14 April 2021
Imagine for a second that you’re the one person on earth who survived 2020 without a television. Congratulations, you’ve done the impossible, but I have terrible news for you- you really missed out. There was a lot of great TV in 2020- beautiful, fun, heartbreaking, sometimes life-saving TV. If you only watch 30 minutes of all those millions of hours, make it Katie McElhenney’s episode of Mythic Quest: Raven’s Banquet. A standalone mid-season flashback, “A Dark Quiet Death” is not just a piece of Outstanding Writing for a Comedy for 2020, it’s one of the most impactful single episodes of television we’ve ever seen.
Do you remember the first thing you ever wrote?
The first thing that I claim: when I was in grade school, we had to write a half-colouring paper of a haunted house. There were the big, very recognizable lines, and the big dashes on them. You’re supposed to write a couple sentences about the haunted house, and I required extra papers, because I got into this project. “Well, four lines is not gonna cover it. Look at this house! There’s something going on there, and I gotta get into this.” So I think that was the first thing that I really remember. I was like, “Oh, I may be interested in something like this.”
You’ve written for all sorts of mediums and genres: how do the different mediums compare with each other, and is there one that really owns your heart?
I would probably have to say novel writing owns my heart, and you know that it does, because it also doesn’t pay me very well, and I still keep flying back to it.
I was always an avid reader growing up. I read a ton; I still read a lot, and I feel like I did more reading than I did more TV-watching. We were a family that didn’t watch TV after dinner, as per the rules, which is funny, because we all ended up getting into entertainment, one way or another. So I just read. I’m one of those people who’s just an immersive reader. I’m in the world if I’m reading, almost obsessively, so it was kind of natural to want to write as well, and try my hand at it. It’s a long process, so you don’t get the immediate gratification.
I just finished a first draft of a new novel. It feels so wonderful, and then it’s like, “This is great. Here’s the notes. Oh, there’s so many pages!” [laughs] But I love TV writing, and I think I like that because there’s a community. I love writers’ rooms. The ones that I’ve been in have been great; you just get to go and laugh with your friends all day, and work out problems, and figure out a story, and you can bounce it off people. And if your idea’s not great, you’re not 200 pages in before you find that out, so I like that part of it as well. Just having co-workers, which you don’t really have with the solo act of novel writing.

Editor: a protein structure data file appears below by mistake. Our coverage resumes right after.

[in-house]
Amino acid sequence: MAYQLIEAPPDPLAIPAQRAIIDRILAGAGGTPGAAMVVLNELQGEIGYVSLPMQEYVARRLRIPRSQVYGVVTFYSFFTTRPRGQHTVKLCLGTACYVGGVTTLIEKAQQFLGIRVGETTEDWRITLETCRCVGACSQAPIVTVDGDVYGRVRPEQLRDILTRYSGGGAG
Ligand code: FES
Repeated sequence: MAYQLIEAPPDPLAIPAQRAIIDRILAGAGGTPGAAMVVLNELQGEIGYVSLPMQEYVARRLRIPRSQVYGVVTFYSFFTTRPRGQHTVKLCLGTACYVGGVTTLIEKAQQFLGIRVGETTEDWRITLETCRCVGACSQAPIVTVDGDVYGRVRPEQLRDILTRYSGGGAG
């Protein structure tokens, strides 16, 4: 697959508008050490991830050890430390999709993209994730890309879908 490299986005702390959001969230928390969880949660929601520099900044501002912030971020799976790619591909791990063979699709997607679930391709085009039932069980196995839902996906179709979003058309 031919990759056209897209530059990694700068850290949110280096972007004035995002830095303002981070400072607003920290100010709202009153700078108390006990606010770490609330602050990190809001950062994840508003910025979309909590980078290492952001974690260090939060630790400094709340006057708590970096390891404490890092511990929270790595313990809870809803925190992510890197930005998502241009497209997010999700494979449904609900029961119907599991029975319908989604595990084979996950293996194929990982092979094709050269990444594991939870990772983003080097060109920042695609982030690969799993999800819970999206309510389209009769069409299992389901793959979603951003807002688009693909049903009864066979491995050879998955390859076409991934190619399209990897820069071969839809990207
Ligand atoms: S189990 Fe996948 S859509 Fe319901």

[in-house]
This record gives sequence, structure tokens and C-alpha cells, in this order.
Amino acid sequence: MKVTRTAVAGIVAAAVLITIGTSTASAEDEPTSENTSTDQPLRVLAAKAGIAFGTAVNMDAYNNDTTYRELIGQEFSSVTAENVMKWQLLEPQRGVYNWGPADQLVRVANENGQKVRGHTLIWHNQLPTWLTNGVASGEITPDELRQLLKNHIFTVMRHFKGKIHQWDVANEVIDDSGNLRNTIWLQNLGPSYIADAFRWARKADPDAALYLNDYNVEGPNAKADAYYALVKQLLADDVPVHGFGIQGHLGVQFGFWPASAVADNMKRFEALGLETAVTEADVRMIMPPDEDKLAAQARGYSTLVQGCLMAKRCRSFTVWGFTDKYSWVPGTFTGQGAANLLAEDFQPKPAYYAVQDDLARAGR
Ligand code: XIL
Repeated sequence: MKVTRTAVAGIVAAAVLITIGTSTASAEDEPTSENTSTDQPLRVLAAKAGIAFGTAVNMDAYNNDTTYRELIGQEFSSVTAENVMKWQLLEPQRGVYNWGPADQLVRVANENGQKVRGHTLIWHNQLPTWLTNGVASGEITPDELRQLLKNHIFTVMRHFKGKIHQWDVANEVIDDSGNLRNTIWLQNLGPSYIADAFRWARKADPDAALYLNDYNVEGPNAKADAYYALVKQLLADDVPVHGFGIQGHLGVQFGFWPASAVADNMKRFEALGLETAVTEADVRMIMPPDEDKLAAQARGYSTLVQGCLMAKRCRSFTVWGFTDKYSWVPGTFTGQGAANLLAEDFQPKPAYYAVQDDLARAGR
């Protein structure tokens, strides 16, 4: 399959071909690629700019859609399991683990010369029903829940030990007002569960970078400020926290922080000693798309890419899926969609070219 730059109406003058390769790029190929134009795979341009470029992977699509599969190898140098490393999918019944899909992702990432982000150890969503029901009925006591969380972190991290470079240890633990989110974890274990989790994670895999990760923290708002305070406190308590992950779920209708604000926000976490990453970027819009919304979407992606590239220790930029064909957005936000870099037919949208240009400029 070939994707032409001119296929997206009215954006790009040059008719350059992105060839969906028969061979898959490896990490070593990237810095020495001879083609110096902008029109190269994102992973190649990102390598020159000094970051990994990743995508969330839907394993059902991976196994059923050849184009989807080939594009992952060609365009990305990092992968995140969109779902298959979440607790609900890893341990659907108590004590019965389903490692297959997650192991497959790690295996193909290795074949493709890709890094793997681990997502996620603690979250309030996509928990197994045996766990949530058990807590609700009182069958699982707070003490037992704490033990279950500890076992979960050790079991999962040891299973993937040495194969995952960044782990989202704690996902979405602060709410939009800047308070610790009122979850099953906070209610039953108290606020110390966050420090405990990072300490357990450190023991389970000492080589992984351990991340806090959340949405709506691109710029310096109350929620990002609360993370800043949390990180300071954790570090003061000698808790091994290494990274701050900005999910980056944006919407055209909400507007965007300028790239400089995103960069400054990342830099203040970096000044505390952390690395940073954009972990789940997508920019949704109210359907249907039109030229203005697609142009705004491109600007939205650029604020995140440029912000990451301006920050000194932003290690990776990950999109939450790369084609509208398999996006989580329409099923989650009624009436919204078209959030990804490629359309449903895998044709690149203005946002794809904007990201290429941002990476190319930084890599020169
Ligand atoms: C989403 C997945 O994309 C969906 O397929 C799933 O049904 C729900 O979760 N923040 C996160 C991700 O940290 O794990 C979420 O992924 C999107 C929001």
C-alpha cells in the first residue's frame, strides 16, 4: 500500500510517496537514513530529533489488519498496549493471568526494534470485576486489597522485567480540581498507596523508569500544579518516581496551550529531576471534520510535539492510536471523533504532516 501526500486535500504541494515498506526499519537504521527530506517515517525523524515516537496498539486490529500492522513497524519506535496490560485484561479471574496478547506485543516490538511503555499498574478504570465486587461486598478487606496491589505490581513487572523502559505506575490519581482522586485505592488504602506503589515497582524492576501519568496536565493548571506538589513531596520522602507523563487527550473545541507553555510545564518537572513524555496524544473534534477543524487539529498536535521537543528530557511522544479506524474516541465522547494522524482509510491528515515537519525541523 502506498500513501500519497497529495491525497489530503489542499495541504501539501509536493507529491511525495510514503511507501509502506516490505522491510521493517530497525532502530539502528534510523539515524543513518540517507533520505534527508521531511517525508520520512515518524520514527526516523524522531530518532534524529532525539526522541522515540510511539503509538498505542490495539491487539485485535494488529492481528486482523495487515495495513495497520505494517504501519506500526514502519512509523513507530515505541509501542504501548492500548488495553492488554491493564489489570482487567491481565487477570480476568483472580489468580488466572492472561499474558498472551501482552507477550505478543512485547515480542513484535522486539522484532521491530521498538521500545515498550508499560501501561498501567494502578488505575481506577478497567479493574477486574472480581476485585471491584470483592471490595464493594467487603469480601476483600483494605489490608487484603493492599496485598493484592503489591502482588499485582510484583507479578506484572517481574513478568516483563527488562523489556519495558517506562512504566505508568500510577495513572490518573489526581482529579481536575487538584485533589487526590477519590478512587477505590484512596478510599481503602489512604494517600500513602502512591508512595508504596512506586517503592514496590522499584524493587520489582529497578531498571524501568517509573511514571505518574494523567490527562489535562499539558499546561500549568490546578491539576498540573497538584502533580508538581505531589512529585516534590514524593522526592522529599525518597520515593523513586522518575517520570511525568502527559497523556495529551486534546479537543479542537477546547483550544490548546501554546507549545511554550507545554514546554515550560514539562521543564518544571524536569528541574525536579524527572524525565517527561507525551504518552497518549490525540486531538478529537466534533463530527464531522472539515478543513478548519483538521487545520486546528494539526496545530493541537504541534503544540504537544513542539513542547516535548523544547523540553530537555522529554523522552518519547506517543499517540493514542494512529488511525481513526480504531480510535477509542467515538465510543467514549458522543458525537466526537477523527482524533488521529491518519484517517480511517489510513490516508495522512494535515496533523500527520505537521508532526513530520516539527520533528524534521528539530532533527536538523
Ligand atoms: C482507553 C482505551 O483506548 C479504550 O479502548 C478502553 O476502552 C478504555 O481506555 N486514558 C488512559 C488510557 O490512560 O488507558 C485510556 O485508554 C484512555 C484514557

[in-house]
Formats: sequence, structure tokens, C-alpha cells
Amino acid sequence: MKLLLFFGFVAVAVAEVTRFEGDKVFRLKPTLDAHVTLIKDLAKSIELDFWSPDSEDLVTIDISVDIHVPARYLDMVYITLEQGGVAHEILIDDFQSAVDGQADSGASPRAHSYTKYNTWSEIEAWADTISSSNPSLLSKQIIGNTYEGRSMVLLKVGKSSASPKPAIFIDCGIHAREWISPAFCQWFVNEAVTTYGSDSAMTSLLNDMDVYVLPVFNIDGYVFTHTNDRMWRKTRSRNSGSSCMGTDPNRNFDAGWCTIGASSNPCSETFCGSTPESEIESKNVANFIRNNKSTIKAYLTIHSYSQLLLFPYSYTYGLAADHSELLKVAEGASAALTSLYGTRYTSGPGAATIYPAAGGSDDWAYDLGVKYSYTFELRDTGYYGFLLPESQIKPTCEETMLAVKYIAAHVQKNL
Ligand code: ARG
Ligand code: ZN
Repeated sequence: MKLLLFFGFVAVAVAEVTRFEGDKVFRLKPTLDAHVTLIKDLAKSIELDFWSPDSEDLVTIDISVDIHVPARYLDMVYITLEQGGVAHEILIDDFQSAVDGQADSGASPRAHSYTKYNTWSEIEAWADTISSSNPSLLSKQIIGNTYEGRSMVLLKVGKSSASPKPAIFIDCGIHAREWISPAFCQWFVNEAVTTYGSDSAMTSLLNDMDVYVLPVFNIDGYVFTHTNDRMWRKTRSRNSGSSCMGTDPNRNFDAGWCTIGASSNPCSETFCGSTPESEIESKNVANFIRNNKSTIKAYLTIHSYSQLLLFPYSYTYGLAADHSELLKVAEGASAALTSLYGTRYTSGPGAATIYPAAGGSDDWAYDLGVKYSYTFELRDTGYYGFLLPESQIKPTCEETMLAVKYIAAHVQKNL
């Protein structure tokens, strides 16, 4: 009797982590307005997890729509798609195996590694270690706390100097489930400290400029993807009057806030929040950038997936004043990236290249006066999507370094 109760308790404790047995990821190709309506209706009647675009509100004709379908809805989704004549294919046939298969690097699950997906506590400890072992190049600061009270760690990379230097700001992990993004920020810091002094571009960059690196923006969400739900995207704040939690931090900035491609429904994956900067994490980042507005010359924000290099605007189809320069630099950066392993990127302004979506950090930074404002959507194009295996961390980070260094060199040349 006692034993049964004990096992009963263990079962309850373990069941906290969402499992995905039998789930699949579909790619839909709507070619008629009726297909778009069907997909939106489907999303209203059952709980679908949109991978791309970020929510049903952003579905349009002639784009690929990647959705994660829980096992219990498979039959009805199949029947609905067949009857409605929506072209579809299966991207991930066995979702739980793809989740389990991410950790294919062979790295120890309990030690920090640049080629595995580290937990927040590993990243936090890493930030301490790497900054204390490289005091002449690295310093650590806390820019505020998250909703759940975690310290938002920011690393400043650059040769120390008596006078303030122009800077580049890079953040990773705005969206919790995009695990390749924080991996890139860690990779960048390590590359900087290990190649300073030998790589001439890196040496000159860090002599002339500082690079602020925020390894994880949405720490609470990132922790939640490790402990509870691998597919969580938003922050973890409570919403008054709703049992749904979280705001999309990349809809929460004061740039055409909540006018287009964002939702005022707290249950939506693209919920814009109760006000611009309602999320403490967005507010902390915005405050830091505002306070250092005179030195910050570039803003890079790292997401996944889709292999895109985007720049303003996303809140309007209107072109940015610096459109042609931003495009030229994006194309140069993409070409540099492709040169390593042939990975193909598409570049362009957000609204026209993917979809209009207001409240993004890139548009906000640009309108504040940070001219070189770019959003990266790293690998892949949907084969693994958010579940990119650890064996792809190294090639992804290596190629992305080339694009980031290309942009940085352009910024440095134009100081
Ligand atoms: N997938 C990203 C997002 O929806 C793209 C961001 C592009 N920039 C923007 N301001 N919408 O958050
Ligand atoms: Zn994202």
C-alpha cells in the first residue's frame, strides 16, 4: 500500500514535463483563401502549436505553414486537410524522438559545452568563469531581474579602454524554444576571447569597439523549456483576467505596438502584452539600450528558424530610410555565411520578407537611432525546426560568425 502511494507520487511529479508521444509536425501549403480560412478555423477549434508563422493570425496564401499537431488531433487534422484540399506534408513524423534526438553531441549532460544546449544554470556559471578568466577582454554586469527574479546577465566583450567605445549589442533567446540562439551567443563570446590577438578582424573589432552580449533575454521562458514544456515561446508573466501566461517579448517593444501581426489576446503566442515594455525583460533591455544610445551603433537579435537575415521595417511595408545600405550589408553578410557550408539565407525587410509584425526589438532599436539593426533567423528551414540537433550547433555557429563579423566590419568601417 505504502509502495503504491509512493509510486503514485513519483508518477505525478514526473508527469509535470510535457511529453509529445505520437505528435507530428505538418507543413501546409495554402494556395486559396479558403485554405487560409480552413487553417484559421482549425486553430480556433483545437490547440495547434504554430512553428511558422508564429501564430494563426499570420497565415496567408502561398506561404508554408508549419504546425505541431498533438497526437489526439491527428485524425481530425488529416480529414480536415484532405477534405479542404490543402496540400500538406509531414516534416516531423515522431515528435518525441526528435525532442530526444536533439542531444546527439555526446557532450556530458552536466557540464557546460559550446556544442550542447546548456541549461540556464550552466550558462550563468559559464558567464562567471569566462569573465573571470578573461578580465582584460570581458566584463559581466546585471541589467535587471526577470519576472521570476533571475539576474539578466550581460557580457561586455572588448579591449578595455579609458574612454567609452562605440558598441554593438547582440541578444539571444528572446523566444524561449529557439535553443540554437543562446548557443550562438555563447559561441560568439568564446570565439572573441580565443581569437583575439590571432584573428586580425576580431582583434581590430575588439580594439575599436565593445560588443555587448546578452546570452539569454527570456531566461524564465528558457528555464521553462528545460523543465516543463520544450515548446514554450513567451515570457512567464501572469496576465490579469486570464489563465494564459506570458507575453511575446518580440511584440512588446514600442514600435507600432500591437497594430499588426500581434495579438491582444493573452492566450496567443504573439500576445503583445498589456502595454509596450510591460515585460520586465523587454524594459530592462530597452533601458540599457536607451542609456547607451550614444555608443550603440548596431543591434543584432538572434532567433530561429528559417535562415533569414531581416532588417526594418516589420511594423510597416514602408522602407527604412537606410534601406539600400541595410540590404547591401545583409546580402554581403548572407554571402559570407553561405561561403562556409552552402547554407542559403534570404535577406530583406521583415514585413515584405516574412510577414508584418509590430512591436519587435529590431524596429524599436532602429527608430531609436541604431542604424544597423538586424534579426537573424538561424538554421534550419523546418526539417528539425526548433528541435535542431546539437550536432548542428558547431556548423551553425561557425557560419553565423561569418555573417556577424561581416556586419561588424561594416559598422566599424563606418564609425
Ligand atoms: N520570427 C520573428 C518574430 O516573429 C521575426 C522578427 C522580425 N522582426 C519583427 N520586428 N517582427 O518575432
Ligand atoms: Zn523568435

If you didn’t do a lot of television growing up, do you watch TV now, or are there any shows other than what you worked on that you particularly love?
I just finished Bridgerton [laughs]; I am an Austen girl at heart, so I just finished that. Parks and Rec; I’m a re-watcher, for sure. I will go back and just drop into Schitt’s Creek, Gilmore Girls, especially now. I feel that this is the time when the shows that you’re watching just feel like a warm blanket, which is kind of what I need, so I was a little hesitant about new content over the course of this pandemic, only because I find the familiarity to be really comforting. I like knowing what’s gonna happen to all of my characters that I’m watching, because I appreciate them.
I am a big [It’s Always Sunny in Philadelphia] watcher too, which is helpful, for family dynamics and because it’s a show that I work on. I like shows that I can really get invested in. I also like when the bulk of the seasons are already out. That way I can really binge. I’m not patient about waiting. I’m the same way with books. If I know it’s a series, I just won’t get into it until I know I can get all of them, because I get invested. I have to know! It’s too much to wait.
Speaking of Sunny, I wanted to ask about that, because I’m obsessed with that show, in no small part because it’s managed to stay so fresh for so long. As a writer, how do you approach finding new material after so many episodes?
We try to keep things current, but not dated, because of the whole schedule of having to have the writers’ room, and then filming. By the time it’s out, you don’t want something that already happened. People have moved on from it. So, trying to keep things fresh. The benefit of humans is that we don’t always learn from our mistakes, so everything old is new again. You learn from history but you don’t learn from history. Even things that should be dated are not, because somehow they’re back, so that’s helpful.
Now that the characters are so established, it’s a little bit easier to think about how they are functioning in the world that they’re in, and we’re not trying to keep them in amber. It’s not like we’re still trying to pretend that these people are in their 20’s, late 20’s, early 30’s, and so we have to keep coming up with things around that. They’re moving with the times as well, even though they’re so backwards. They’re still moving along with it. You look at, “How would that character react to the world as it is right now?” Even if it’s not something specific, it’s the general themes of how humans are just gonna operate. I think that’s helpful, just because even though they seem like cartoon characters, they are pretty fully developed, especially after almost 15 years.
Do you have internal rules about the limits of each character, like “Oh, so and so would never cross this particular line?”